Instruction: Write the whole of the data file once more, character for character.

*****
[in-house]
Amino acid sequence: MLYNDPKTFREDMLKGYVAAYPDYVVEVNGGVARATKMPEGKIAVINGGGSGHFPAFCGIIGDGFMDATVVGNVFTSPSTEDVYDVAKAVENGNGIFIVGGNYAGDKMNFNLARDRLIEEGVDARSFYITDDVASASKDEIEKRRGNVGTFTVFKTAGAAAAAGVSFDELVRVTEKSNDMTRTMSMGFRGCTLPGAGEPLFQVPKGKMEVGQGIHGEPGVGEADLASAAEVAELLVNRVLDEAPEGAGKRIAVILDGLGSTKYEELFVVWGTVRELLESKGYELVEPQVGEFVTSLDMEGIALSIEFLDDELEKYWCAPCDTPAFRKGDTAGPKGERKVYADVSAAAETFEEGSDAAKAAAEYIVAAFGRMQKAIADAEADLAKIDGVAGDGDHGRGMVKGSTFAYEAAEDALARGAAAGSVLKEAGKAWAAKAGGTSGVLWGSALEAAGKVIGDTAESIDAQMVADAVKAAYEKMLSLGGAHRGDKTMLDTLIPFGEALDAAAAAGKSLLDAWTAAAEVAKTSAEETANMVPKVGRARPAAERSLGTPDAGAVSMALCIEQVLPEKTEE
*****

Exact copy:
[in-house]
Amino acid sequence: MLYNDPKTFREDMLKGYVAAYPDYVVEVNGGVARATKMPEGKIAVINGGGSGHFPAFCGIIGDGFMDATVVGNVFTSPSTEDVYDVAKAVENGNGIFIVGGNYAGDKMNFNLARDRLIEEGVDARSFYITDDVASASKDEIEKRRGNVGTFTVFKTAGAAAAAGVSFDELVRVTEKSNDMTRTMSMGFRGCTLPGAGEPLFQVPKGKMEVGQGIHGEPGVGEADLASAAEVAELLVNRVLDEAPEGAGKRIAVILDGLGSTKYEELFVVWGTVRELLESKGYELVEPQVGEFVTSLDMEGIALSIEFLDDELEKYWCAPCDTPAFRKGDTAGPKGERKVYADVSAAAETFEEGSDAAKAAAEYIVAAFGRMQKAIADAEADLAKIDGVAGDGDHGRGMVKGSTFAYEAAEDALARGAAAGSVLKEAGKAWAAKAGGTSGVLWGSALEAAGKVIGDTAESIDAQMVADAVKAAYEKMLSLGGAHRGDKTMLDTLIPFGEALDAAAAAGKSLLDAWTAAAEVAKTSAEETANMVPKVGRARPAAERSLGTPDAGAVSMALCIEQVLPEKTEE